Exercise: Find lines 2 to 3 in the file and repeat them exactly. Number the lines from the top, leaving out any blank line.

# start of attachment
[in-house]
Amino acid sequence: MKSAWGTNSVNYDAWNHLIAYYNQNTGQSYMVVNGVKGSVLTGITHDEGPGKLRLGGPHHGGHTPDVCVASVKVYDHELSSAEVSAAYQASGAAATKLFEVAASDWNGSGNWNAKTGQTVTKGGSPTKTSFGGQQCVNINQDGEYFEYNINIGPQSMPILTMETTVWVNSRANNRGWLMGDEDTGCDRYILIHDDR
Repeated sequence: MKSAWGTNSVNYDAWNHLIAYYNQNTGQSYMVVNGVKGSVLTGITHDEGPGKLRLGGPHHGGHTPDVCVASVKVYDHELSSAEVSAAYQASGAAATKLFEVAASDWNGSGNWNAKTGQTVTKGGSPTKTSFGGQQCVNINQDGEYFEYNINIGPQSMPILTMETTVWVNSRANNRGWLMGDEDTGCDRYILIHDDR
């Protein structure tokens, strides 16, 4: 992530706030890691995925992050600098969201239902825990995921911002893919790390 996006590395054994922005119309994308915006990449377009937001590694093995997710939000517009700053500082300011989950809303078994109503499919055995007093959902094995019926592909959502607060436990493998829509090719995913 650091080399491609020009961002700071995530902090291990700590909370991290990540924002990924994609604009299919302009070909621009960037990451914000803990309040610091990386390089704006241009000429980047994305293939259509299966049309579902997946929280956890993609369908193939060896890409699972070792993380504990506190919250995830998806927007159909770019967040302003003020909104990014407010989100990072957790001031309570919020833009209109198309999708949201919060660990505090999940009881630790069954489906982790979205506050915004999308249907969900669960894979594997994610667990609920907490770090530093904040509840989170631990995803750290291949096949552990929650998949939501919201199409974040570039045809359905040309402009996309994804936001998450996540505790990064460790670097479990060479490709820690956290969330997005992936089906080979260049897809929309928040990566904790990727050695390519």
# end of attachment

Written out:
Amino acid sequence: MKSAWGTNSVNYDAWNHLIAYYNQNTGQSYMVVNGVKGSVLTGITHDEGPGKLRLGGPHHGGHTPDVCVASVKVYDHELSSAEVSAAYQASGAAATKLFEVAASDWNGSGNWNAKTGQTVTKGGSPTKTSFGGQQCVNINQDGEYFEYNINIGPQSMPILTMETTVWVNSRANNRGWLMGDEDTGCDRYILIHDDR
Repeated sequence: MKSAWGTNSVNYDAWNHLIAYYNQNTGQSYMVVNGVKGSVLTGITHDEGPGKLRLGGPHHGGHTPDVCVASVKVYDHELSSAEVSAAYQASGAAATKLFEVAASDWNGSGNWNAKTGQTVTKGGSPTKTSFGGQQCVNINQDGEYFEYNINIGPQSMPILTMETTVWVNSRANNRGWLMGDEDTGCDRYILIHDDR